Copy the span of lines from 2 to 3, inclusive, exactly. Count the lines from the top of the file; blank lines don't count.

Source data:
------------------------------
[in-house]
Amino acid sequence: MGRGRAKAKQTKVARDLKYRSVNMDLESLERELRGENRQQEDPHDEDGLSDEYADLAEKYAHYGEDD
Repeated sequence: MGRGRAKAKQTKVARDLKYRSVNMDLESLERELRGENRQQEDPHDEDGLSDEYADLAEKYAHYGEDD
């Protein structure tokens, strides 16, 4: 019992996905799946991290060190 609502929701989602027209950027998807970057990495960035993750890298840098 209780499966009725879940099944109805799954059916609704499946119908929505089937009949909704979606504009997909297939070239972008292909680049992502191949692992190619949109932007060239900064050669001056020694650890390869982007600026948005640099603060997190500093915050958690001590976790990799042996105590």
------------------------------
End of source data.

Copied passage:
Amino acid sequence: MGRGRAKAKQTKVARDLKYRSVNMDLESLERELRGENRQQEDPHDEDGLSDEYADLAEKYAHYGEDD
Repeated sequence: MGRGRAKAKQTKVARDLKYRSVNMDLESLERELRGENRQQEDPHDEDGLSDEYADLAEKYAHYGEDD